Hunt left for Wolf and Ronnie Peterson never arrived due to his death following the 1978 Italian GP startline accident. The new (and rather large) M28 had many shortcomings, despite various revisions, and was replaced by the M29 during the season. It was not enough. McLaren was 2.035% off the pace across 1979 and finished seventh in the championship, while a deficit of 1.9% left it 11th in 1980.
That paved the way for team boss Teddy Mayer to be 'encouraged' by Marlboro to merge with the Project Four F2 team. Designer John Barnard replaced Coppuck as part of the shake-up and it soon became clear this was now Dennis's team.
The first car of the new era was Barnard's revolutionary MP4/1, which brought the full carbonfibre monocoque to F1. Even including the early rounds running the M29F, McLaren was sixth quickest across 1981, 1.393% away from the pacesetting (and still unreliable) turbocharged Renaults. John Watson's popular British GP success was McLaren's first win for four years. Both he and the team finished sixth in their respective championship tables.
On the face of it, things went downhill again over the next two seasons. McLaren was fifth and ninth, 2.167% and 3.559% off the pace, in 1982 and 1983 respectively. But this was at a time when the turbocharged teams, chiefly Renault, Ferrari and Brabham-BMW created artificially big gaps.
The turbocars could run more boost in qualifying than the races, so often started at the front. The normally aspirated Cosworth DFV runners, which included McLaren, were invariably closer in race trim - and were more reliable. McLaren's supertimes pace was also hindered by the use of Michelin rubber designed for turbocars, which it struggled to get up to temperature in qualifying.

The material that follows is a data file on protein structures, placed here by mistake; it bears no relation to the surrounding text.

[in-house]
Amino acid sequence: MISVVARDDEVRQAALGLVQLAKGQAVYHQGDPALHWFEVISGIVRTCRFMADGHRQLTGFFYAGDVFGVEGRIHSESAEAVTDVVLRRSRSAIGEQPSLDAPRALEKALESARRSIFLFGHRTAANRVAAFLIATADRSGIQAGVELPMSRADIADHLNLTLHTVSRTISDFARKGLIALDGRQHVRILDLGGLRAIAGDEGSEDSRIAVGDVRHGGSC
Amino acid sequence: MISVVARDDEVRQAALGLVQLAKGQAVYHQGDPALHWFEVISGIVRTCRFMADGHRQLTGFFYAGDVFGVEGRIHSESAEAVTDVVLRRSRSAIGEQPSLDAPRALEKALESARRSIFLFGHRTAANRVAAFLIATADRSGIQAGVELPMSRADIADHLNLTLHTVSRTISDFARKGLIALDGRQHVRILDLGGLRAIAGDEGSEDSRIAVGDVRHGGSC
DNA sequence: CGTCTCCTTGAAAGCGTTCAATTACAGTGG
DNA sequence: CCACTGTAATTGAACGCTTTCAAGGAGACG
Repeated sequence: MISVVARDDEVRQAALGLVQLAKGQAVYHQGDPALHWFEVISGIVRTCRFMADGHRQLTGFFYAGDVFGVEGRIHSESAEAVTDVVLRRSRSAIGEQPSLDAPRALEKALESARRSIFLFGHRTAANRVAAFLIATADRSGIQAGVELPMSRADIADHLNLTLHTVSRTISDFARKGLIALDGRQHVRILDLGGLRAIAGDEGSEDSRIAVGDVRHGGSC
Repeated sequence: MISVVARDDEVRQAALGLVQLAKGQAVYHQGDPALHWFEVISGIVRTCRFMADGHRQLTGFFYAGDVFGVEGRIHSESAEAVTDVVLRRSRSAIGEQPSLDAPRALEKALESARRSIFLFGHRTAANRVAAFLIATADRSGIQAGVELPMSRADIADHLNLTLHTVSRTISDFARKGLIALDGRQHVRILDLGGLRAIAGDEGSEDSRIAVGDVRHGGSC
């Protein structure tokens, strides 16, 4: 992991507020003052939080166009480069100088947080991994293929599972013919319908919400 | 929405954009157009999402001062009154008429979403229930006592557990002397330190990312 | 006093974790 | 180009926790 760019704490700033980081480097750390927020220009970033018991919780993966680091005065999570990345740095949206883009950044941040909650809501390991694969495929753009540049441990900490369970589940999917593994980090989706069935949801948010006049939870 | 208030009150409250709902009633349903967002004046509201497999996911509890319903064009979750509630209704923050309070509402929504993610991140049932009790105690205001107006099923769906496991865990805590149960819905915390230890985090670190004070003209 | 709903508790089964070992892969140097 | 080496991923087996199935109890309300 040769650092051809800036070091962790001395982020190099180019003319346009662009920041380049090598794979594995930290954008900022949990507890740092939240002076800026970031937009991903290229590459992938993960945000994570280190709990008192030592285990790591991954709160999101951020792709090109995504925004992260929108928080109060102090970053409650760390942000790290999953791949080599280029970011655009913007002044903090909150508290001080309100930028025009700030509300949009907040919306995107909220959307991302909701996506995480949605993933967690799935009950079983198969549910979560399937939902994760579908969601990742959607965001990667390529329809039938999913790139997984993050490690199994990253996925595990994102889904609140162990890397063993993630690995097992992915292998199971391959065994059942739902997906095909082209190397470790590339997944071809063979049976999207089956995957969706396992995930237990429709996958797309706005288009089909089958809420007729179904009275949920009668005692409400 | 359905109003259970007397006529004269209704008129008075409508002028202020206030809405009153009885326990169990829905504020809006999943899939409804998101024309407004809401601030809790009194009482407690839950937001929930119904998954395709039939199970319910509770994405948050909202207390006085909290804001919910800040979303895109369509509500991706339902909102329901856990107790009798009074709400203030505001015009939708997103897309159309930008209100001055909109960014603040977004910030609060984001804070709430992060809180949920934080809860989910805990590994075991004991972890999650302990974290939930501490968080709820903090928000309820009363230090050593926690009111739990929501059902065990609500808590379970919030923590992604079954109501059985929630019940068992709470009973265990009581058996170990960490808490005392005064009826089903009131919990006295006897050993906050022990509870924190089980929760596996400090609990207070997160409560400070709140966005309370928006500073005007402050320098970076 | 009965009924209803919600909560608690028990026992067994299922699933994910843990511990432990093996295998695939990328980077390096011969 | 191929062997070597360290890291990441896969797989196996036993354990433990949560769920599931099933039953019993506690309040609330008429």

Watson finished just five points shy of champion Keke Rosberg in the incredible 1982 season, while McLaren scored five wins courtesy of Watson and the unretired Lauda in that two-year period.
It did, however, become increasingly obvious that turbo power was required to remain competitive. Dennis secured TAG-badged engines from Porsche, no stranger to fuel-restricted turbo competition thanks to its efforts in Group C, and Lauda ensured the powerplant made its debut at the end of 1983 to iron out any bugs. When Alain Prost lost his Renault drive and arrived alongside Lauda, Dennis had a superteam on his hands, equipped with Barnard's 'Coke bottle' MP4/2.
Thanks to the qualifying pace of the Brabham BT53, McLaren's supertimes advantage in 1984 was only 0.072% - the first season it topped the chart - but in reality its supremacy was much greater. Although Nelson Piquet scored nine poles for Brabham, the McLaren was a more efficient and reliable racing machine for the fuel-restricted formula. Lauda famously beat Prost by half a point in the drivers' contest, while McLaren waltzed to its first constructors' crown for a decade with 12 wins from 16 races.
The team fell to third quickest - behind the Ayrton Senna/Lotus/Renault combination and the increasingly threatening Williams-Honda - in 1985 but Prost and the MP4/2B was still often the best package on Sundays. Five wins was sufficient for the Frenchman to take his first world title, while Lauda - struck by the bad luck that had afflicted Prost the year before - did enough to help McLaren narrowly beat Ferrari in the constructors' table.
The raw pace gap to the front remained in 1986 - McLaren still third, this time 0.849% behind rather than 0.884% - but now Williams-Honda had the best race day mix of speed and efficiency. Williams waltzed to nine wins and the constructors' title. McLaren still famously won the drivers' title, through a combination of a brilliant campaign from Prost, the intra-team fight between Williams team-mates Nigel Mansell and Piquet, and a dramatic Adelaide finale.
The gap was simply too great in 1987, the final year with Porsche power, and Williams took both titles. McLaren slipped to fourth, 1.466% off the front, though still finished second in the constructors' title.
McLaren's 1988 supertimes advantage of 1.511% - the fifth largest in world championship history - resulted in a points tally that was only two away from matching the combined totals of all the other teams